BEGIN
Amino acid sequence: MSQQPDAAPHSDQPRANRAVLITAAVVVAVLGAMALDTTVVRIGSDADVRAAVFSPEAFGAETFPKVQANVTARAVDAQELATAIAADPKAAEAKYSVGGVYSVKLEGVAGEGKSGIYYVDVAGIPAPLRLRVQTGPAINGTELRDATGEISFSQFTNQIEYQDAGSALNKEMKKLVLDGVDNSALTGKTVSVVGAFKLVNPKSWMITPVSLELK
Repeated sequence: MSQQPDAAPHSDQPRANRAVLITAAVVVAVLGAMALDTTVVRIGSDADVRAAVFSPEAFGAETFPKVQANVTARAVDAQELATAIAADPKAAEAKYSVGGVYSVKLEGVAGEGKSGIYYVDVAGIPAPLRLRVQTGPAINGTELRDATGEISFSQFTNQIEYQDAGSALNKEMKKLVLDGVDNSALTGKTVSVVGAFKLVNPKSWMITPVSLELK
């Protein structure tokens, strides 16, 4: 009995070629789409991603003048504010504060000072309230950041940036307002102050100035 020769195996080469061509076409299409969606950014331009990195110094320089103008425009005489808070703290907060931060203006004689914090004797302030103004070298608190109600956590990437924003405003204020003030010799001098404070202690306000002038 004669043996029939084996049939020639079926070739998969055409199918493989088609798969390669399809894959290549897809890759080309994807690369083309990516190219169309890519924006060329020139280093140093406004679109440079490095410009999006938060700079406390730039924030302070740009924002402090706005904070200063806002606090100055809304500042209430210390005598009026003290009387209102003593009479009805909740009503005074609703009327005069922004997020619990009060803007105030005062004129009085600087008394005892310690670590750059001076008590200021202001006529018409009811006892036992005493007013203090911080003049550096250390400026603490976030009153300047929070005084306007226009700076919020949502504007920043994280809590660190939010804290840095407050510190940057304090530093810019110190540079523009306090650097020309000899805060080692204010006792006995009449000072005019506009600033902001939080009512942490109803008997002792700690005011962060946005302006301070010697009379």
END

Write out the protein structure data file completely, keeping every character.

Amino acid sequence: MSQQPDAAPHSDQPRANRAVLITAAVVVAVLGAMALDTTVVRIGSDADVRAAVFSPEAFGAETFPKVQANVTARAVDAQELATAIAADPKAAEAKYSVGGVYSVKLEGVAGEGKSGIYYVDVAGIPAPLRLRVQTGPAINGTELRDATGEISFSQFTNQIEYQDAGSALNKEMKKLVLDGVDNSALTGKTVSVVGAFKLVNPKSWMITPVSLELK
Repeated sequence: MSQQPDAAPHSDQPRANRAVLITAAVVVAVLGAMALDTTVVRIGSDADVRAAVFSPEAFGAETFPKVQANVTARAVDAQELATAIAADPKAAEAKYSVGGVYSVKLEGVAGEGKSGIYYVDVAGIPAPLRLRVQTGPAINGTELRDATGEISFSQFTNQIEYQDAGSALNKEMKKLVLDGVDNSALTGKTVSVVGAFKLVNPKSWMITPVSLELK
């Protein structure tokens, strides 16, 4: 009995070629789409991603003048504010504060000072309230950041940036307002102050100035 020769195996080469061509076409299409969606950014331009990195110094320089103008425009005489808070703290907060931060203006004689914090004797302030103004070298608190109600956590990437924003405003204020003030010799001098404070202690306000002038 004669043996029939084996049939020639079926070739998969055409199918493989088609798969390669399809894959290549897809890759080309994807690369083309990516190219169309890519924006060329020139280093140093406004679109440079490095410009999006938060700079406390730039924030302070740009924002402090706005904070200063806002606090100055809304500042209430210390005598009026003290009387209102003593009479009805909740009503005074609703009327005069922004997020619990009060803007105030005062004129009085600087008394005892310690670590750059001076008590200021202001006529018409009811006892036992005493007013203090911080003049550096250390400026603490976030009153300047929070005084306007226009700076919020949502504007920043994280809590660190939010804290840095407050510190940057304090530093810019110190540079523009306090650097020309000899805060080692204010006792006995009449000072005019506009600033902001939080009512942490109803008997002792700690005011962060946005302006301070010697009379």